HCU Network Australia
Our priorities are to:
- Connect and support people impacted by homocystinuria;
- Improve the diagnosis path to enable appropriate treatment;
- Provide education and information to people impacted by homocystinuria;
- Encourage and support clinical research, research for novel therapies and ultimately a cure; and
- Raise funds to achieve our objectives.
HCU Network Australia is governed by an Executive Committee. We are registered and classified as a Health Promotion Charity by the Australian Government. We are also endorsed with Deductible Gift Recipient (DGR) status by the Australian Taxation Office.
The executive committee
Tara Morrison is a lawyer and has been in private practice for over 10 years. She holds a double degree in Law and Arts (Psych). Tara is the founder and President of the HCU (Homocystinuria) Network Australia and is passionate about uniting the HCU community, increasing awareness and raising funds to achieve meaningful progress for the disease. She is married and has a beautiful daughter and two tremendous sons both affected by Homocystinuria and neither detected by Newborn Screening.
Paula Clark is a communications professional who specialises in design and writing. She is also an entrepreneur with a keen interest in innovation and is a founder and director of an electronic medication management company. She is married with two lovely girls. Paula is Vice President of the HCU (Homocystinuria) Network Australia.
Ranisha Clarke is a Project Director for a global property business and has spent the last 11 years managing the delivery of large master planned residential communities in Australia. Ranisha is a qualified CPA and licensed real estate agent. She is passionate about supporting the local community and is excited to be working with HCU (Homocystinuria) Network Australia, to raise awareness and funding to achieve real outcomes for the effective management and research of the disease. Ranisha is married and has 3 beautiful children.
Sue Ballesty is a Marketing Manager for a residential property developer who specialises in launching large scale residential projects. Previously Sue spent 15 years in shopping centre management focussing on retail marketing. She has three young girls and is passionate about increasing awareness and support for little-known conditions in Australia. Sue is proud to be associated with the HCU Network.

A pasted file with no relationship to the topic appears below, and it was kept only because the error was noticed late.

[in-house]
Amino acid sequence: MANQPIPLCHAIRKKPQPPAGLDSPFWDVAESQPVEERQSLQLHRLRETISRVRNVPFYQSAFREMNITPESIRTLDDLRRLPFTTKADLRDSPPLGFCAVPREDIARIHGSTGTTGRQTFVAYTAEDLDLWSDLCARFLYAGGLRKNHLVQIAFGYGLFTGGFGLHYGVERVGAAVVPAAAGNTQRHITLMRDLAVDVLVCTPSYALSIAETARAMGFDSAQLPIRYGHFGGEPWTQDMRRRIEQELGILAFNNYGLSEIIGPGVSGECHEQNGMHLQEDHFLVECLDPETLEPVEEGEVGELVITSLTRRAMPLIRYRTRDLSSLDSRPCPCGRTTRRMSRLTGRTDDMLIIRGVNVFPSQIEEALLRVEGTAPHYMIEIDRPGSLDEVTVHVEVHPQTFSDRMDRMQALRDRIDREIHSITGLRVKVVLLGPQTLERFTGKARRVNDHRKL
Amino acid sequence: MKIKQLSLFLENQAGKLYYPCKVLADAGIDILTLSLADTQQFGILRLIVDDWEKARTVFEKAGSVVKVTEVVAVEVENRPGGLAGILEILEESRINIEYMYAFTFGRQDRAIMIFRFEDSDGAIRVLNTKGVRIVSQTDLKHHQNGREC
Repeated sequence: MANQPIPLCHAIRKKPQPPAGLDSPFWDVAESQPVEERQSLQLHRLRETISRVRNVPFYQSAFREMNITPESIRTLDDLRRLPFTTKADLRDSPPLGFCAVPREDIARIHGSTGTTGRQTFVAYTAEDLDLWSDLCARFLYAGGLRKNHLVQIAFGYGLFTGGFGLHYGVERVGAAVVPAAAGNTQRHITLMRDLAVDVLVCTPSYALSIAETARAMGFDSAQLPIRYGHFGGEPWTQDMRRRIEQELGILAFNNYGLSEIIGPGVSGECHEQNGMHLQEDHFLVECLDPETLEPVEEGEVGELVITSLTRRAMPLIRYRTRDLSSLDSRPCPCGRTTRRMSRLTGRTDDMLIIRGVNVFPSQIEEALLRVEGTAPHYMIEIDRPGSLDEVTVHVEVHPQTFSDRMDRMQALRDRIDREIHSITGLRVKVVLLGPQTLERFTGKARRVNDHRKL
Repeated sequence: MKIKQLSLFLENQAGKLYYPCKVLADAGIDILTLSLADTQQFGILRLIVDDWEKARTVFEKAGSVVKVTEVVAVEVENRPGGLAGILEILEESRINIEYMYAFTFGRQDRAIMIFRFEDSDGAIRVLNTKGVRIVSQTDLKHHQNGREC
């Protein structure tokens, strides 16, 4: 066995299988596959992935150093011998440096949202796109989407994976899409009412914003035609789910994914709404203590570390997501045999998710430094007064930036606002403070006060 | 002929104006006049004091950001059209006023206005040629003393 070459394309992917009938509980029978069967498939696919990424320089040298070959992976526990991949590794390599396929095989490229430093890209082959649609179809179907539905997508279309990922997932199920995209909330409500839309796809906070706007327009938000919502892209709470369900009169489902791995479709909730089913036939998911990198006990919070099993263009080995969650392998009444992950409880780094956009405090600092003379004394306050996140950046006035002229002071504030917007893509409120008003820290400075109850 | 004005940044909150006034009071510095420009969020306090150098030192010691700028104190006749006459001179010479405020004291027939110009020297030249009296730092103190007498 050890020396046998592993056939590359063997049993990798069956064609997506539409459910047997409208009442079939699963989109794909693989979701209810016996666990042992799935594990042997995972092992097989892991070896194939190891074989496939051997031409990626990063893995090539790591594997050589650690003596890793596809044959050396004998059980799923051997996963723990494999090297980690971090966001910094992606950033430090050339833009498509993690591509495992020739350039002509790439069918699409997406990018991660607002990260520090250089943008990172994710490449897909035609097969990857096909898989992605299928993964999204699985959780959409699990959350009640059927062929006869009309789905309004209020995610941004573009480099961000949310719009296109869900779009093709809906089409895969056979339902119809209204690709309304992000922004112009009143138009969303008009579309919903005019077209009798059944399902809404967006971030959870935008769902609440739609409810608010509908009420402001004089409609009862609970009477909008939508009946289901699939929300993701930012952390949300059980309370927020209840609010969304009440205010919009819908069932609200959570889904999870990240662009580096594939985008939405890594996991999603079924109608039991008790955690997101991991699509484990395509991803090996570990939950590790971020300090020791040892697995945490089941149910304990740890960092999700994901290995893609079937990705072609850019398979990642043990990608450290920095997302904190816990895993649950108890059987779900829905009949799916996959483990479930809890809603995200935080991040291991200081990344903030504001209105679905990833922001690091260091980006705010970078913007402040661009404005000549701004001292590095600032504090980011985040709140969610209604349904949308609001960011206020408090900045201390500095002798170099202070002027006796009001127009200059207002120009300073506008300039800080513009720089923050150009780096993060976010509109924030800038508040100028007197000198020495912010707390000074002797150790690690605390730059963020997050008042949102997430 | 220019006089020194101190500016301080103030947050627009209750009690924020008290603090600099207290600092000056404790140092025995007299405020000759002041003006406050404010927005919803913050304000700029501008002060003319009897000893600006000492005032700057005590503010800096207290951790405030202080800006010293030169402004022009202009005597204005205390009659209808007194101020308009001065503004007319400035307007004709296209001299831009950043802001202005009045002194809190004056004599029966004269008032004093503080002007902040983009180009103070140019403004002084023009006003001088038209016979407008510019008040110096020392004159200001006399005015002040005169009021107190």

Kristin Bell is a Project Manager for a global pharmaceutical company and has an extensive career background within the industry. Having managed the oversight of many projects throughout her career, Kristin brings numerous valuable skills to her position on the HCU Network Australia Board. She is ardent about supporting initiatives to improve health outcomes and wellbeing of HCU patients. Kristin is married with two gorgeous children and resides in Sydney, NSW.
Dr Kaustuv Bhattacharya
Dr Kaustuv Bhattacharya is a paediatrician trained in the United Kingdom. His metabolic training was in London at Great Ormond Street Hospital for Children.
Having completed a fellowship in metabolic medicine and newborn screening in Sydney, he completed clinical research in glycogen storage diseases with the late Dr. Philip Lee and obtained a research MD in clinical nutrition for this work from the University of London. His work also led to a new carbohydrate therapy for glycogen storage disease being developed and marketed.
The Charles Dent Metabolic Unit, at The National Hospital for Neurology and Neurosurgery London is a large adult clinical metabolic service and Dr Bhattacharya was involved in the management of the 1500 adults in this clinic. He moved to Sydney, Australia in June 2008, where he is now practicing as a specialist paediatric metabolic physician.
He is continuing clinical research projects in several inborn errors of metabolism, allied to the NSW newborn screening programme and is the principal investigator for 2 clinical trials. He has published over 20 papers in peer-review journals and continues to collaborate widely with various centres across the world. In Australasia he is known for his inclusive approach to engagement with peers.
He is a committee member of the International Congress of Inborn Errors of metabolism scientific programme committee for Rio de Janeiro in 2017 and successfully led the bid for the same meeting to be hosted in Sydney in 2021, for which he will be chair of the local organising committee.
Dr Andrew Morris
Dr Andrew Morris is a Consultant and Senior Lecturer in Paediatric Metabolic Medicine. He works on the Willink Metabolic Unit, which is part of Genomic Medicine in the Central Manchester University Hospitals. This unit has 6 consultant metabolic paediatricians and provides a service to the North of England through a clinical network.
Dr Morris has been a consultant since 1996 first in Newcastle-upon-Tyne and then at Great Ormond Street Hospital in London, before moving to Manchester in 2003. He has extensive experience of inborn errors of metabolism in children and some experience with adults. His research has primarily concerned the diagnosis and management of mitochondrial disorders and fatty acid oxidation defects. He has considerable experience of managing patients with classical homocystinuria and remethylation disorders.
He is on the Steering Group for E-HOD, the European Network and Registry for Homocysinurias and Methylation Defects; he is Leader of the Classical Homocystinuria Guidelines Group and the Work Group on Evaluation of the Project.
Professor Bridget Wilcken
Professor Bridget Wilcken has spent her professional life in the diagnosis and clinical care of individuals affected by metabolic disorders, and also has had extensive research interests in this area, in particular in homocystinuria. She is internationally recognized both for her contributions to the inborn errors field and to newborn screening.